Urethral pellets

For erection problems

Urethral pellets are another option to help with erection problems that can result after treatment for prostate cancer.

They are sometimes referred to as intraurethral suppositories or medicated urethral system for erections (MUSE).

They are made with basically the same medicine (alprostadil) that is used in self-injection drugs (penile injections).

The medicine is inserted into the tip of the penis through the same opening that a man urinates through (called the urethra).

How they are used

The application procedure involves several steps.  If the doctor does not offer to show you how to use a urethral pellet, you may want to ask for a demonstration. 

  1. First, a man urinates (the moistness aids in application and helps dissolve the pellet).
  2. Then he stretches his penis to full length and gently squeezes the tip, which straightens and opens the urethra.
  3. The small pellet is inserted using a disposable applicator that has a very thin tube. The man can do this while sitting or standing.
  4. There is a button on the applicator that releases the pellet. The applicator is held in place for 5 seconds.  A man gently rocks the applicator from side to side to separate the pellet from the applicator.
  5. After the applicator is removed, a man (or his partner) rolls the penis in an upright position and fully stretched between the hands for at least 10 seconds. This helps the medicine dissolve into the walls of the urethra.

How long to work?

It generally takes 5 to 10 minutes to achieve an erection, which is expected to last from 30 to 60 minutes.  Results may vary.  There are different dosages and it may take some time to find the right dose. Like self-injected drugs, there are limitations to how often the pellets can be used. The doctor should give you specific instructions.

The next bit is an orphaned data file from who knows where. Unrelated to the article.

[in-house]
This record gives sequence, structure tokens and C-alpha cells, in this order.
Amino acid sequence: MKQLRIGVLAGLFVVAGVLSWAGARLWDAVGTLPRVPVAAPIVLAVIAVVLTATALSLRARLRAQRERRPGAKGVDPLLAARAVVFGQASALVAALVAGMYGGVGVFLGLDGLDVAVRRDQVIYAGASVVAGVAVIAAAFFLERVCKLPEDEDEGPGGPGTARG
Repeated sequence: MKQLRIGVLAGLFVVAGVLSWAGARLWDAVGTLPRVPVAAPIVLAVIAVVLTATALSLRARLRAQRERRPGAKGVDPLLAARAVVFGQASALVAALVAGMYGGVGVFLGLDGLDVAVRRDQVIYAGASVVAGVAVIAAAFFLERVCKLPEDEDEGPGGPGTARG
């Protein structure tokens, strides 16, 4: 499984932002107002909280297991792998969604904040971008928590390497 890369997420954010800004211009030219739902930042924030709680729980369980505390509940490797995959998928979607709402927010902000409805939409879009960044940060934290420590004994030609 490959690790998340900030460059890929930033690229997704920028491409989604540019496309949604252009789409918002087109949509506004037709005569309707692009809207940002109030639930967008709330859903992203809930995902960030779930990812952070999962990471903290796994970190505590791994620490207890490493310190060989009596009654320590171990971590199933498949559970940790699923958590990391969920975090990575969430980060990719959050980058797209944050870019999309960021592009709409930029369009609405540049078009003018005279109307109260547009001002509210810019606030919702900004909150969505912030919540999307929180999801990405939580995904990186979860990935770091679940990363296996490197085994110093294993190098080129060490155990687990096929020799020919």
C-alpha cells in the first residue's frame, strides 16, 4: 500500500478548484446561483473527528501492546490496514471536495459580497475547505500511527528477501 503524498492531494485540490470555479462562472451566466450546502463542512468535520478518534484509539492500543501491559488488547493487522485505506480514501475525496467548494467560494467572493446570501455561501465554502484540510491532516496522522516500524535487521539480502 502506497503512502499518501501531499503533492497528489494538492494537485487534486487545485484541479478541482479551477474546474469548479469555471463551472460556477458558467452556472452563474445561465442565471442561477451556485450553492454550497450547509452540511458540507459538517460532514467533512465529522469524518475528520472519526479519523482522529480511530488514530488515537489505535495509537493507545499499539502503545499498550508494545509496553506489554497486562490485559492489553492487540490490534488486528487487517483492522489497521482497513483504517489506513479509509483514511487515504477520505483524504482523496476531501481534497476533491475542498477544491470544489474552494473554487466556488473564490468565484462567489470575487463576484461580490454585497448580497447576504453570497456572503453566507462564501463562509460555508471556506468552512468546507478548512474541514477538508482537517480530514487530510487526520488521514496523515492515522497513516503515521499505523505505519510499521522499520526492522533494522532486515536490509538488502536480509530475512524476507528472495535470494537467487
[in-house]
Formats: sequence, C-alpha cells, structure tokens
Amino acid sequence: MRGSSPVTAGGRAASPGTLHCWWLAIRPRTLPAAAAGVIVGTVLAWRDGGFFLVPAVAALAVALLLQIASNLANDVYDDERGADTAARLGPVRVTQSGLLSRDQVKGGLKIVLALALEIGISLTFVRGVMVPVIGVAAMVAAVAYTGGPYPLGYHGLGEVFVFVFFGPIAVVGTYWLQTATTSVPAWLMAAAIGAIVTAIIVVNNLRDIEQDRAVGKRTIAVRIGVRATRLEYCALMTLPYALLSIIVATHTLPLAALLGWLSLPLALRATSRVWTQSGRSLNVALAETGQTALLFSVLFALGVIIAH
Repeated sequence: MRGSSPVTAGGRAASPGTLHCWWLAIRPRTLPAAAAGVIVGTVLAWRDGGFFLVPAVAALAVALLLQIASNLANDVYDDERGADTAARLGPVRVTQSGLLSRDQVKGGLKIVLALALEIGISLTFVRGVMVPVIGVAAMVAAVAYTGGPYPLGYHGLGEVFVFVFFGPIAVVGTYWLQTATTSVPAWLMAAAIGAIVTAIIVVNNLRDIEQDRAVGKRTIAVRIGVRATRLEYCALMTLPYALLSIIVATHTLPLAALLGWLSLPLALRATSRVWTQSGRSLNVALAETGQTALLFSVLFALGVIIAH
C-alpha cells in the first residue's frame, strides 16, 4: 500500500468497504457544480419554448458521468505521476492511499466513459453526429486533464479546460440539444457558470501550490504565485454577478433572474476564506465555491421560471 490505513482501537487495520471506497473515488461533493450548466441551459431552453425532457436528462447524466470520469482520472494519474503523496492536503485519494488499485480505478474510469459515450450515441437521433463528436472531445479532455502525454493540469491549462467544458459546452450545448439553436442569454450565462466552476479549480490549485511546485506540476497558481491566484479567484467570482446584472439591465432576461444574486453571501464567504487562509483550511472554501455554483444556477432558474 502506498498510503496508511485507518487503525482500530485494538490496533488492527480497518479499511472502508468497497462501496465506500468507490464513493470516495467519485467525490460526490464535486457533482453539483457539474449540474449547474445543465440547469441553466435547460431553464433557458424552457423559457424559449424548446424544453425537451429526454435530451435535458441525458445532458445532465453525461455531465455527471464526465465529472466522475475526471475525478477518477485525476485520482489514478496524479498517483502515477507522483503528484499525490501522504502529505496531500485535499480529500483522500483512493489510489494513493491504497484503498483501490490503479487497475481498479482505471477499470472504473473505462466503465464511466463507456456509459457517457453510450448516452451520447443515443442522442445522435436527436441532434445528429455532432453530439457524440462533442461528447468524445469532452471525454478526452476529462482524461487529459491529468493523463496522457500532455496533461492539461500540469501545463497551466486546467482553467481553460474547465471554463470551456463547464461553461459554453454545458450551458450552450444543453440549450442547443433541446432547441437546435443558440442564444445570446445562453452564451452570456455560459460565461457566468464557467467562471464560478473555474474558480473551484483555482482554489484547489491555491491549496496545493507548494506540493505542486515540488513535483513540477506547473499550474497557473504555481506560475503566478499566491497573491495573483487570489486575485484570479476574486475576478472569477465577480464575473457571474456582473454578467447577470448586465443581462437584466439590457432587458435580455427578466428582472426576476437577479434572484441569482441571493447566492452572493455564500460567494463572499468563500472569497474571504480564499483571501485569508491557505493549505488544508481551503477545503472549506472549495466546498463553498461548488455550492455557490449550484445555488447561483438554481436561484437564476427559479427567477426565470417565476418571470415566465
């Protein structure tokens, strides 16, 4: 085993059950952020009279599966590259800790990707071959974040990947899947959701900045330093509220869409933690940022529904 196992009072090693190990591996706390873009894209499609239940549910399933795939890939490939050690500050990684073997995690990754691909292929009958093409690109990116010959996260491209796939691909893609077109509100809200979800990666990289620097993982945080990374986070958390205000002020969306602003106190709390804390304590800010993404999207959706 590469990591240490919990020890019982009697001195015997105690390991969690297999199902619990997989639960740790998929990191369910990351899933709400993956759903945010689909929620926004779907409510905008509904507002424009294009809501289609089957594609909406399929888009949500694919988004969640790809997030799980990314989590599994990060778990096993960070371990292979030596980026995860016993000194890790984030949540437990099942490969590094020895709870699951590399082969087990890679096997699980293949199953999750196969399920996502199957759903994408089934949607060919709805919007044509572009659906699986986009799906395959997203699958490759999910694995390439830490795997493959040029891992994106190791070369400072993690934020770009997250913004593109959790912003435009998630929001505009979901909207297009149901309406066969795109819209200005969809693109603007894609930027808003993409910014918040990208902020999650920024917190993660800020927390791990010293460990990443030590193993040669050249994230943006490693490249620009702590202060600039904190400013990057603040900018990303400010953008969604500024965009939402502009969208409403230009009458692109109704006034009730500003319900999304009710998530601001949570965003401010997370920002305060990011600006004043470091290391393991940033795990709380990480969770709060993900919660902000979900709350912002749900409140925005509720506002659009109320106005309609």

Urethral pellets for erection problems

Issues with urethral pellets

  • They may not be as effective as penile injections
  • Oral sex should be avoided
  • After intercourse, some women may experience mild vaginal itching or burning
  • Men may experience aching in the genitals, redness of the penis (due to increased blood flow), and warmth or a burning sensation
  • Minor bleeding may occur if the pellet is not inserted correctly (due to scratching the urethra)

Not for every man

Some men cannot use these drugs, including men with:

  • Sickle cell anemia
  • Leukemia
  • Multiple myeloma
  • An abnormally shaped penis

If your loved one has an erection for more than 4 hours with a urethral pellet (called priapism), seek immediate medical attention.

Back to sex after prostate cancer
Erectile dysfunction drugs
Self-injected drugs
Vacuum pump devices
Penile implants

Urethral pellet references:

American Cancer Society. Ways of dealing with sexual problems. http://www.cancer.org. Accessed September 1, 2008.

Cornell University. Drug Treatment of Erectile Dysfunction. http://www.cornellurology.com/sexualmedicine/ed/vacuum.shtml. http://www.cornellurology.com/sexualmedicine/ed/drugs.shtml. Accessed December 4, 2008.

Kaiser Permanente. MUSE for erection problems. http://members.kaiserpermanente.org/kpweb/healthency.do?hwid=aa66949. Accessed December 4, 2008.

MUSE (alprostadil) [Patient Information]. Vivus Inc.; Mountain View, CA: 2003.

Always consult a medical professional.

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